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Defects in the TLR7 gene in people under 60 years of age and the presence of autoantibodies against type I interferons in the elderly they increase the severity of Covid-19, according to two international studies in which the Vall d’Hebron Hospital in Barcelona has participated.

In reality, this gene is not the first time it has made the news. As early as July last year, researchers from Radboud University Medical Center they pointed out that genetic factors played a key role in compromising your immune system. And they were not wrong, because the results of their research, published in the journal JAMA, showed that the TLR7 gene was an essential actor in the immune response against Sars-Cov-2.

Now, the studies, led by the Rockefeller University of New York and the Necker-Enfants Malades Hospital in Paris, are published today in the journal Science Immunology. The first of them establishes that patients with mutations or deficiencies in the TLR7 gene are more likely to contract a severe or critical Covid-19 diagnosis, especially in men under the age of 60.

TLR7 is an immune system gene that contributes to the production of type I interferons (IFN-I), keys to giving an immune response against SARS-CoV-2, so if it suffers a defect, it increases the chances of presenting a serious diagnosis.

“We have seen that these genetic errors appear especially in younger patients, less than 60 years old,” stated Pere Soler-Palacín, head of the Pediatric Infectious Pathology and Immunodeficiencies Unit at Hospital Vall d’Hebron.

In addition, TLR7 is a gene that is on the X chromosome and therefore has a role in men and only occasionally in women, which could explain the worse prognosis of Covid-19 in men regarding females. The study analyzed 1,202 patients, 20 of whom, aged 7 to 71, had TLR7 deficiencies and had no prior diagnosis or serious illness.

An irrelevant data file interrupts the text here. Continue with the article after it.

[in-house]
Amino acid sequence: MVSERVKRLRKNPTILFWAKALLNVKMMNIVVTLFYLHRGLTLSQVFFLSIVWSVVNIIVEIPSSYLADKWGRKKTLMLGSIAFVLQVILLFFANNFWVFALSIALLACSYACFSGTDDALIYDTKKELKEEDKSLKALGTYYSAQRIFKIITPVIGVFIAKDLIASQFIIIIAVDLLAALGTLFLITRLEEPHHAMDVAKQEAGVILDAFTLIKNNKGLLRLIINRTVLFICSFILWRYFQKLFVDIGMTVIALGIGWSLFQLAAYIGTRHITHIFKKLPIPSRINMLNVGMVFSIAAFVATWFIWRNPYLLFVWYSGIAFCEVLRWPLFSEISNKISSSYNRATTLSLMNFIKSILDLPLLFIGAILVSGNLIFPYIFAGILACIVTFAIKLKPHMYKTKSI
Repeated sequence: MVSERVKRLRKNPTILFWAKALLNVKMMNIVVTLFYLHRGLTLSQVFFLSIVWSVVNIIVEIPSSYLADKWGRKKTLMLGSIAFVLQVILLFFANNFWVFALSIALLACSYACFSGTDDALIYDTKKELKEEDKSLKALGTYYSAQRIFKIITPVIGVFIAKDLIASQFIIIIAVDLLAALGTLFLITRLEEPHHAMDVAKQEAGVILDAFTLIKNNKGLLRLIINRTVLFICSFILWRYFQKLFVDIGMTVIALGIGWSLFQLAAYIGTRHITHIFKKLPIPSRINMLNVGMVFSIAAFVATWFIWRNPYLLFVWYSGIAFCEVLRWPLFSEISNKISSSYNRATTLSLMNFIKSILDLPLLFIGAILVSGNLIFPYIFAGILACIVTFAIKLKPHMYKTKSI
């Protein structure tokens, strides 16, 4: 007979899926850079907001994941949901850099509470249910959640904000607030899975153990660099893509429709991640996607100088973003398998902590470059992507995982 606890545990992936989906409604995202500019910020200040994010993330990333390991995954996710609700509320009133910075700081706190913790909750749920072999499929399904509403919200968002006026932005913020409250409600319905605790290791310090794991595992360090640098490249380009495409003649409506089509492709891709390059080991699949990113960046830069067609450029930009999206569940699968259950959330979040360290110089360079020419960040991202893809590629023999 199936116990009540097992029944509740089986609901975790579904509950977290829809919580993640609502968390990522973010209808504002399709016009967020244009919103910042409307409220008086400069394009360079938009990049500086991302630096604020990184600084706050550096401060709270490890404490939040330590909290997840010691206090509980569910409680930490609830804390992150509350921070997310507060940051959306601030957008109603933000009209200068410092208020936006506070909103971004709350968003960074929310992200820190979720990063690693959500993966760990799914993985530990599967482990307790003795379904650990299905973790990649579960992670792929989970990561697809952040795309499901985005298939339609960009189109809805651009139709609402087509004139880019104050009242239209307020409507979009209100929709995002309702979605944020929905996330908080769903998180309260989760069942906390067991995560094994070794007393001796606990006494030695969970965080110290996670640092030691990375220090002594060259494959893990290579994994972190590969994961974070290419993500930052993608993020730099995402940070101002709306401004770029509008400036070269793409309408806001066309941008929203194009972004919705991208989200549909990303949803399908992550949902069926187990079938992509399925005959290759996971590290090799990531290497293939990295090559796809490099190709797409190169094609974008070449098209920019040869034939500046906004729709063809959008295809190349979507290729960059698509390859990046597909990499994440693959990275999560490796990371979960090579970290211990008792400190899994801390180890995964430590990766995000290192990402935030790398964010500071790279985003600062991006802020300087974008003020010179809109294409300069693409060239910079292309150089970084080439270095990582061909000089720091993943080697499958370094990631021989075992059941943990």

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The second work started from the experience that age is the main risk factor for suffering from Covid-19 and from the data that show that the risk of hospitalization and death from pneumonia doubles every 5 years. Well, it has been confirmed that this increase in risk is explained, at least in part, by the presence of autoantibodies against type I IFN, that is, the development of an autoimmune response against own type I interferons.

The results show that, globally, 13.6% of patients with Covid-19 have this type of autoantibodies, a percentage that increases up to 20% in patients older than 80 years with this condition.

“These autoantibodies may explain the increased risk for severe Covid-19 and we show that they do so especially in the case of older people,” according to Roger Colobran, head of the Research Group in Diagnostic Immunology at the Vall d’Hebron Research Institute ( VHIR).

According to Colobran, these autoantibodies are a cause and not a consequence of SARS-CoV-2 infection, and in people under 70 years of age, between 0.17 and 1.1% of people have autoantibodies and, in those over the age of 70 70, are between 1.4 and 4.4%, while between 80 and 85 years there is an increase of between 4.2 and 7.1%.

With age, the immune system ages: is what is known as immunosenescence. This makes it more likely that autoimmunity phenomena like this appear “, pointed out Soler-Palacín.

For this analysis, the researchers studied blood samples from 3,595 patients hospitalized for critical Covid-19, 623 seriously ill patients, 1,639 patients with mild or asymptomatic infection, and 34,159 healthy individuals to study whether they had this type of autoantibody.

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The authors of the two papers have insisted on the importance of knowing the factors that influence the response to SARS-CoV-2 and hope that it will open the door to targeted therapies depending on the profile of each patient.

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